I am just getting used to my Crossfire. I am trying to learn in a systematic way and I thought I would document what I am learning in case it would be helpful to someone else. Almost like a Blog for a Newbies. If you want to add your observations, that would be great.
This may seem obvious, but I created a simple sketch with test lines to test different materials, amperage and feed rates. I edited the g-code directly to change the feed rate for each line. When running in Mach three I can also apply a feedrate scaling factor to try other settings. This gives me a little plaque for each material for later reference.
I made the same type thing to test how wide my cut was and angel at different speeds. very helpful.
I was cutting multiple little ornaments last night and after a while not all cuts were going through. I pulled the consumables out and cleaned them and put them back in and all was well. I learned on this forum (you guys are awesome) that my torch requires physical movement (blowback) of the electrode. My theory is that working on a water table, some moisture and grunge got into the torch head and made the movement inconsistent. Cleaning it fixed the problem. I inspected the consumables while they were out and saw no wear. Learning new things every day. Love my Crossfire, I am very happy with my purchase.
Not a super original concept, but I put a sharpie in place of the Torch. I found a 1 inch diameter piece of plastic (broken end of a LED yard light that I fixed with a tent stake and my plasma cutter) drilled a hole in it and mounted it on the torch slide. I left the torch slide loose so the pen had some freedom of movement against the metal. Kind of a cool way to visualize the tool path.
Hey Madkow, I just posted an issue I am experiencing that you had. Torch fires but will not cut clear through part. I tried recutting over previous cut but issue occurs in the same spot. Any ideas ?
I fixed my issue by just removing the consumables and cleaning them. I am also finding that the fine cut consumables are very sensitive to torch height and will lose the arc if the torch gets high. I have also played a lot with feed rate. The table does not always get up to the set feed rate on short cuts so feed rate issues can be masked. What I have observed is that the skipping occurs on longer, straight cuts where the feed rate actually reaches the set speed. In this case I would just edit the g code and do the cut with a slower feed. I also suspect that I have bumped up against the duty cycle of my torch a time or two (no longer an issue now that I am running 240 V). I don’t know if any of this helps but they are my observations.
Tried Aluminum yesterday for the first time. Had a really hard time getting the torch to pierce the sheet and I was setting super slow feeds to keep the cut going. My big realization of the day? Fine cut consumables can not be used on thick aluminum (1/4 inch). When I changed to the standard consumables on my Hypertherm 30 XP the Al cut like butter at a decent feed rate.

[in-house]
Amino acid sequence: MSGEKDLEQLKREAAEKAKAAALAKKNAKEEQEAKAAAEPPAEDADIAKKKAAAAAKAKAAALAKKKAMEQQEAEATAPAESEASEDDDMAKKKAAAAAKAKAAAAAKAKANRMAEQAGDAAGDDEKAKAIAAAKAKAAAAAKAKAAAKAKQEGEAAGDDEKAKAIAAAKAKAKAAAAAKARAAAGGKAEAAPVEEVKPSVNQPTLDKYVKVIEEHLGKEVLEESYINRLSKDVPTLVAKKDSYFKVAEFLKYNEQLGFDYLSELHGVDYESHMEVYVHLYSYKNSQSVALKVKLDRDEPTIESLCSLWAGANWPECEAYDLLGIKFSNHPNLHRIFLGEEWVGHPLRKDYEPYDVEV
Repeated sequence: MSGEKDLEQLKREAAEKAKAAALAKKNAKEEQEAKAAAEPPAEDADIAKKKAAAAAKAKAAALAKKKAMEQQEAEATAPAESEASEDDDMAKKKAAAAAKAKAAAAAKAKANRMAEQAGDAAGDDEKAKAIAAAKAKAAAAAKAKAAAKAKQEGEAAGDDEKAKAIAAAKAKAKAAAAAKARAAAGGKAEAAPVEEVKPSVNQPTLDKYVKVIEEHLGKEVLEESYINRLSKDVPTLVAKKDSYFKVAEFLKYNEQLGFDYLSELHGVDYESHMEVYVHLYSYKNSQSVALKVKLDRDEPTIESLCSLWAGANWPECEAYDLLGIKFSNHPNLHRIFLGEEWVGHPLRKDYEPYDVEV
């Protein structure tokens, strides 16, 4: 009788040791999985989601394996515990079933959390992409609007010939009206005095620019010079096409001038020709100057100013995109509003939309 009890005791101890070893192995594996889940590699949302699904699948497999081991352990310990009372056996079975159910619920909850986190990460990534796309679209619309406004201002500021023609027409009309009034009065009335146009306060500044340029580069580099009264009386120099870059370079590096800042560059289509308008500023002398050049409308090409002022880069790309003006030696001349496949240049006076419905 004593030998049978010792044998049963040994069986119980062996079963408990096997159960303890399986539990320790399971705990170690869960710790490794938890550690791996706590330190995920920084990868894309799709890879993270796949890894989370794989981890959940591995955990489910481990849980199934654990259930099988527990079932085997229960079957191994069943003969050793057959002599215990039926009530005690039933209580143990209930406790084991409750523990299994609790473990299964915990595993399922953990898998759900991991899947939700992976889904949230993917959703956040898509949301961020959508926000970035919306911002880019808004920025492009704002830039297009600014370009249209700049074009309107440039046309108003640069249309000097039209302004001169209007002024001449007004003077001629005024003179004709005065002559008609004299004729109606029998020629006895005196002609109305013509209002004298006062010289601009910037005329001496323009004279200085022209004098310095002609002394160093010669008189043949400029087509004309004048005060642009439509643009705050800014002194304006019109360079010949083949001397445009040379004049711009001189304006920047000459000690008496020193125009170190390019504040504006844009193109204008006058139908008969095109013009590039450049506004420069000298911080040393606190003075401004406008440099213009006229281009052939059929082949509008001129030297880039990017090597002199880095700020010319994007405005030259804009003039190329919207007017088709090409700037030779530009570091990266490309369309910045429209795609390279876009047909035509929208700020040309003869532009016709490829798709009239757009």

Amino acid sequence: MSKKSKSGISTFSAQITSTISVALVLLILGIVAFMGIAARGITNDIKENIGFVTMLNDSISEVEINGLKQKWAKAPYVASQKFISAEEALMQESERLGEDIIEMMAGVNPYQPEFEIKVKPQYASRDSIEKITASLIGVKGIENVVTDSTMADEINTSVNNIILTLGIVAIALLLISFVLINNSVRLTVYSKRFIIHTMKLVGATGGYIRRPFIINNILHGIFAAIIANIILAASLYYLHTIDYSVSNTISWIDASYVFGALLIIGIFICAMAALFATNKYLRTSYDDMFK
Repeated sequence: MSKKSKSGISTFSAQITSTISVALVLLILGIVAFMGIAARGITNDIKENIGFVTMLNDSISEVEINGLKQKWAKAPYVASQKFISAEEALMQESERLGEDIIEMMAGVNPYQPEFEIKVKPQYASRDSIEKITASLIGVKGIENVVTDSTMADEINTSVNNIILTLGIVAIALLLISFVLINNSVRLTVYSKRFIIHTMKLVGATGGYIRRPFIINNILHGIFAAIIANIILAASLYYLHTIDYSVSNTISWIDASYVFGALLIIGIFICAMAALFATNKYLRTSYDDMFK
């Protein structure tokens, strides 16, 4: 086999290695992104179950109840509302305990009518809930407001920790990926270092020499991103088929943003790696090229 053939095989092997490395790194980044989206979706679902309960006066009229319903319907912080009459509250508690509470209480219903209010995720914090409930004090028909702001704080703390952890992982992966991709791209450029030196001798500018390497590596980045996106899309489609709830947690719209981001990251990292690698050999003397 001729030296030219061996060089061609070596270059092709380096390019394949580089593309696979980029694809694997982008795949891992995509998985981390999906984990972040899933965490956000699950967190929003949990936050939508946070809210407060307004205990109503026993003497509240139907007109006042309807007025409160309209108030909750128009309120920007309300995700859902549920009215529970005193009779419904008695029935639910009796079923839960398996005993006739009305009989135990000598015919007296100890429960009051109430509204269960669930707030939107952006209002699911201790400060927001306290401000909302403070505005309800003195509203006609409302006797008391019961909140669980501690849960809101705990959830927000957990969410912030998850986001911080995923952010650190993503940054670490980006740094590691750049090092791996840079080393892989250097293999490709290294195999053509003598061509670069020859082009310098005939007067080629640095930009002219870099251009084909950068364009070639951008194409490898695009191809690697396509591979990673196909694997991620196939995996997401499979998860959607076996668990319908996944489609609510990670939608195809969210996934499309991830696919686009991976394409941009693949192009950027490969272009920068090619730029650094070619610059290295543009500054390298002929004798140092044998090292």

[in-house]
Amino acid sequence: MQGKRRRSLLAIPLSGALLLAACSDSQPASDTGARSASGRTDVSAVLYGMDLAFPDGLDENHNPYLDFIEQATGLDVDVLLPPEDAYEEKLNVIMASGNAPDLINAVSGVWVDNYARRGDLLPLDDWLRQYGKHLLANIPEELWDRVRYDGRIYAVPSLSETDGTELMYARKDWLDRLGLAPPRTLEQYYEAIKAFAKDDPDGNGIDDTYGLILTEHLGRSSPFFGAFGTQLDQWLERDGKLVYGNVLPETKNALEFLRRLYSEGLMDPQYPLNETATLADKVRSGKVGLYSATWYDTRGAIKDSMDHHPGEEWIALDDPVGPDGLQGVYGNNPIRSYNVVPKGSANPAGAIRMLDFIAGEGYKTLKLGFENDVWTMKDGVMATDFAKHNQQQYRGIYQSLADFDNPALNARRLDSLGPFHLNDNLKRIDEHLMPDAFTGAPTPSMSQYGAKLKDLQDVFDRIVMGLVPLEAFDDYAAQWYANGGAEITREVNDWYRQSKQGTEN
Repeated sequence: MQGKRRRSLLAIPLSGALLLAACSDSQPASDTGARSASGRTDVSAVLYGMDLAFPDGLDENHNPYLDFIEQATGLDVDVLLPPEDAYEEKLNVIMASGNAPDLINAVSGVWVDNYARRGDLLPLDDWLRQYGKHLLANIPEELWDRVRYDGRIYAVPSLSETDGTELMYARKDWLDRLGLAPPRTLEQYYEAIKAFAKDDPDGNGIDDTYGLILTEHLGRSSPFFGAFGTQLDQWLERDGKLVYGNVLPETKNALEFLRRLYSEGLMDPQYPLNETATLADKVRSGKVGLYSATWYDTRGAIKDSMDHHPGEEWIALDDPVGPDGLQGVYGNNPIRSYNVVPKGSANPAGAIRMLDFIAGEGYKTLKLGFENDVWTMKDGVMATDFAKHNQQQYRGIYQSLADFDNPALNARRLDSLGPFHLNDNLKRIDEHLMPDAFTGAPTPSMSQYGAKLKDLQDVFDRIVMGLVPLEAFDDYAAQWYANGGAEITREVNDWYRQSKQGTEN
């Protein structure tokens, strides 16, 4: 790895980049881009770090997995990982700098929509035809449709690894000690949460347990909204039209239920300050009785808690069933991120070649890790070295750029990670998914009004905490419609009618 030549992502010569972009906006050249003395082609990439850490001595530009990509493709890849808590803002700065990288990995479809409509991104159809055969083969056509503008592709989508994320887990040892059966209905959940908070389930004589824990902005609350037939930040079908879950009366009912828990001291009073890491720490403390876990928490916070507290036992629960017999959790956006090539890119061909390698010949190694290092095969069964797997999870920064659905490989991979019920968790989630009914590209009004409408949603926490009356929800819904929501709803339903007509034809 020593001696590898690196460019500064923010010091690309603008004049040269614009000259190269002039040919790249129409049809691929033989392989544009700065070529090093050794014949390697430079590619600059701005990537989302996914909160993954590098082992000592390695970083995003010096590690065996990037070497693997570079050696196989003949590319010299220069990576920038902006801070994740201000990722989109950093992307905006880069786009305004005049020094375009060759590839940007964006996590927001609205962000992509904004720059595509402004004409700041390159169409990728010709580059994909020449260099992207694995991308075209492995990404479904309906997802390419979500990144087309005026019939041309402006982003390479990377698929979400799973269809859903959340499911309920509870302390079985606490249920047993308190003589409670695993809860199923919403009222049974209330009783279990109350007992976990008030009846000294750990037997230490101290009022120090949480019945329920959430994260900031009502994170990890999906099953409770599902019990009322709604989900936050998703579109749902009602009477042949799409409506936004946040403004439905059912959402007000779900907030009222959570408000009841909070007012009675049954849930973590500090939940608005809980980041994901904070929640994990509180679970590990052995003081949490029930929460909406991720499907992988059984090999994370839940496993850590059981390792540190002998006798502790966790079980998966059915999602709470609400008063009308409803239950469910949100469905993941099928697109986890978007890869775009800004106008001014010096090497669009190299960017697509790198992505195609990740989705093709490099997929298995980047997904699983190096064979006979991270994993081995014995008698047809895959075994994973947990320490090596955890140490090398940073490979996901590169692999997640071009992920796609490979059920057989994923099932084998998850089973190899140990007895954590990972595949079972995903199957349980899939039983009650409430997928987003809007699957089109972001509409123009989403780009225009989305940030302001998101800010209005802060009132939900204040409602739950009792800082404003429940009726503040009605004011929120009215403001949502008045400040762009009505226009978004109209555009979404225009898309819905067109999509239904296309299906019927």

Wow nice… 175IPM! To be honest, I would never have thought of going that high with that much detail on the Crossfire, I’m just not sure it’s made for that kind of speed when changing directions that much.
It seems to handle it in stride. Too slow and I get a big Heat affected zone (especially on the leaves).
A little hit with a flapper wheel takes care of them though
Leveling the table. The tutorials that Langmuir puts out are awesome, but the table leveling video is… uh… worthless? I totally agree with adjusting the main gantry to ensure that the X-axis runs parallel to the table. That works! But adjusting the feet to level the Y axis doesn’t even make mechanical sense. If everything is tight, all it does is lift one leg off of the floor. I followed a slightly different procedure that I think is much simpler and actually works. First ; loosen the frame to leg bolts slightly. Second, level the table with the casters. All four sides (and diagonal) need to be level especially if you want to hold water in the tray. Third - tighten the frame bolts again with all four wheels firmly on the floor. Fourth - jog fully negative in both X and Y. Drop the torch holder to a slat with the .125 shim in between. Fifth - jog to each corner and check the gap between the torch slide and the slat (be very careful when jogging that the lowered torch slide does not collide with a slat) - Finally, Shim the slat holder brackets up in the low corners to fit the .125 shim to the torch slide. Now your torch will be parallel to all points on the table.
I am thinking I might put threaded inserts in the ends of the slat holders and have adjustable corners to eliminate the shims
I like the sounds of this… My slat holder brackets are shimmed for now too!!
This may seems obvious. But when cutting multiples of the same part, it is easy to set your new zero in Mach 3 by jogging to the opposite edge (from the previous zero) of your part and watching the tool path window. Mach 3 will Highlight the theoretical stock edge when you get there and you can set your zero for the next part there.
Newbie trick on Mach 3. Use multiple tool paths on artwork or complicated cuts! Fusion lets you set up multiple tool paths which makes a big difference if you want different parameters for different sections of your cut (for example, lines or splines need zero lead in/out). Execute each tool path in order. If one fails, it is easy to go back to edit the path in Fusion and start where it failed. The last path should be the one that removes the part from the stock.